On Friday, European stocks fell for a fourth day as market investors awaited May inflation data from the United States, which could influence the Federal Reserve’s policy decision next week. All sectors were trading in the red, with banks having the most impact on the pan-European STOXX 600 index, which dropped 1.3 percent. The index was on track to finish the week down around 2.5 percent, its biggest drop since early May.
The data is due at 1230 GMT, and bets have grown that the Fed will increase beyond the two 50-basis point hikes it plans for next week and July. “Consensus estimates for U.S. CPI release, with risks skewed to the upside, have raised worries about the Federal Reserve’s ability to bring inflation under control while avoiding a recession,” said Mark Haefele, chief investment officer at UBS Global Wealth Management.
Concerns also mounted about demand and growth in China, the world’s second-largest economy, after Shanghai and Beijing went back on fresh COVID-19 alerts on Thursday and imposed new lockdown restrictions. The U.S. Labor Department’s Consumer Price Index was expected to have accelerated to 0.7% last month from 0.3% in April. But when stripped of volatile food and energy products, it was seen to cool a nominal 0.1 percentage point to 0.5%.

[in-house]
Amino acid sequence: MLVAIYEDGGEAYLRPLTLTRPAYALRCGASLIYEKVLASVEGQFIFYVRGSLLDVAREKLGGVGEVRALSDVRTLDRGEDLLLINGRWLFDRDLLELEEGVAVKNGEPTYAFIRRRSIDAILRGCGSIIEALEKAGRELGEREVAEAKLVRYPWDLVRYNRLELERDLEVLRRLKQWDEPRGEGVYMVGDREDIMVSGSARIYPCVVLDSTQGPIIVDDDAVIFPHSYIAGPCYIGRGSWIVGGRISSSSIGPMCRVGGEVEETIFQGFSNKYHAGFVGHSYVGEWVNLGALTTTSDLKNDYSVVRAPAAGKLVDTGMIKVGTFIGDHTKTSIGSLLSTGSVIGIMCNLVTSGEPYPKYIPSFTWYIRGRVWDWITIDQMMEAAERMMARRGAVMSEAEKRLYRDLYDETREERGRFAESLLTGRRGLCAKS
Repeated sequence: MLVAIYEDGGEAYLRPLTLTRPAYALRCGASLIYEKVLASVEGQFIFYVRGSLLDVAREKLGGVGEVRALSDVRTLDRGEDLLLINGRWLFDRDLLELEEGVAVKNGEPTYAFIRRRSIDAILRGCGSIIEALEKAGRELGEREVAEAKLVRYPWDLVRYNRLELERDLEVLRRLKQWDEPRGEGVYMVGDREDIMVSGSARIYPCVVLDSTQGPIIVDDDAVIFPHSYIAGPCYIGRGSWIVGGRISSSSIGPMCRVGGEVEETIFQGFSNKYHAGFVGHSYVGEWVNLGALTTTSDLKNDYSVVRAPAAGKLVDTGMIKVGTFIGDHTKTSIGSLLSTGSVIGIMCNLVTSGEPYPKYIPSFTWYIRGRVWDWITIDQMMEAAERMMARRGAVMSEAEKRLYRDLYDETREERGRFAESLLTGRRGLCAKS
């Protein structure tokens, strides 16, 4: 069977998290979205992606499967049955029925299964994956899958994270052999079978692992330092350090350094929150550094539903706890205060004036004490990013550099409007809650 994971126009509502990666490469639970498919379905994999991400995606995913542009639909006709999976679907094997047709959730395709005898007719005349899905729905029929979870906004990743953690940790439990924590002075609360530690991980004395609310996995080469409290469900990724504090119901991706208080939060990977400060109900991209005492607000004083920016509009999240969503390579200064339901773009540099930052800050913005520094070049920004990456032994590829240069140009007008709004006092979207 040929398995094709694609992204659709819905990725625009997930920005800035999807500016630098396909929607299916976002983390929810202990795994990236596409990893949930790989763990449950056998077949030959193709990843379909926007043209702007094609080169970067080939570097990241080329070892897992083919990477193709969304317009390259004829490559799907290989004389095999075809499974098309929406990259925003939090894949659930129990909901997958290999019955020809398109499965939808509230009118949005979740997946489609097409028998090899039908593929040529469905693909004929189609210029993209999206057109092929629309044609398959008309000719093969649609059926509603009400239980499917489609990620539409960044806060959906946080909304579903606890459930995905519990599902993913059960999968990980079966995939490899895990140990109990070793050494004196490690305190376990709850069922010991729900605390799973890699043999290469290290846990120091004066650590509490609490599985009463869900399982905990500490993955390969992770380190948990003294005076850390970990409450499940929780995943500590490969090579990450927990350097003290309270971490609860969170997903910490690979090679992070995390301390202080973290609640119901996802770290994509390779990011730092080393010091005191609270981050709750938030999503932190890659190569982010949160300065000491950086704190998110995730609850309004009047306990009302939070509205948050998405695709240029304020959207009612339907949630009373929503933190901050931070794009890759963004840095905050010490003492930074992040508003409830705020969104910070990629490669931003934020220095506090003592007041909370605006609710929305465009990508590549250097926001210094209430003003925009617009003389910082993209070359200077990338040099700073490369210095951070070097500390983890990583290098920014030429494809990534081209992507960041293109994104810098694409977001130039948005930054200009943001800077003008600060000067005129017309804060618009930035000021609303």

Equities were hammered on Thursday after the European Central Bank said it would deliver next month its first interest rate hike since 2011, and a potentially larger move in September. Investors pulled out money from European equity funds in the week to Wednesday, marking the 17th consecutive week of outflows, due to uncertainties related to the Russia-Ukraine war, BofA said.
Ryanair, International Consolidated Airlines, Lufthansa and Wizz Air dropped between 1.2% and 3.6%. Credit Suisse fell another 4.5% after State Street Corp said it was not looking to buy the Swiss bank. A report of a deal between the two lenders had sent Credit Suisse shares surging from near 20-year lows earlier this week.
Among individual stocks, GSK rose 1.4% after the drugmaker said its vaccine for respiratory syncytial virus was successful in a late-stage trial involving older adults. Regional airlines fell as carriers and airports clamored to find more workers, minimize canceled flights and reduce delays for passengers amid labor strife in Europe driving expectations of more travel headaches during the busy summer season.
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